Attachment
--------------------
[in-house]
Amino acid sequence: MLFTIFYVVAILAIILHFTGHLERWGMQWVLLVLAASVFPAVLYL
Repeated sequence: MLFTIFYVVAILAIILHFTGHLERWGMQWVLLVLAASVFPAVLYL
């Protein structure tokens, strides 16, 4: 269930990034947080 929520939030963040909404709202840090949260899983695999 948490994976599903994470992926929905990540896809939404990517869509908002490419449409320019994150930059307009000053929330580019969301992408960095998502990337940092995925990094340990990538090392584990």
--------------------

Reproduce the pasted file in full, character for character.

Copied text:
[in-house]
Amino acid sequence: MLFTIFYVVAILAIILHFTGHLERWGMQWVLLVLAASVFPAVLYL
Repeated sequence: MLFTIFYVVAILAIILHFTGHLERWGMQWVLLVLAASVFPAVLYL
């Protein structure tokens, strides 16, 4: 269930990034947080 929520939030963040909404709202840090949260899983695999 948490994976599903994470992926929905990540896809939404990517869509908002490419449409320019994150930059307009000053929330580019969301992408960095998502990337940092995925990094340990990538090392584990």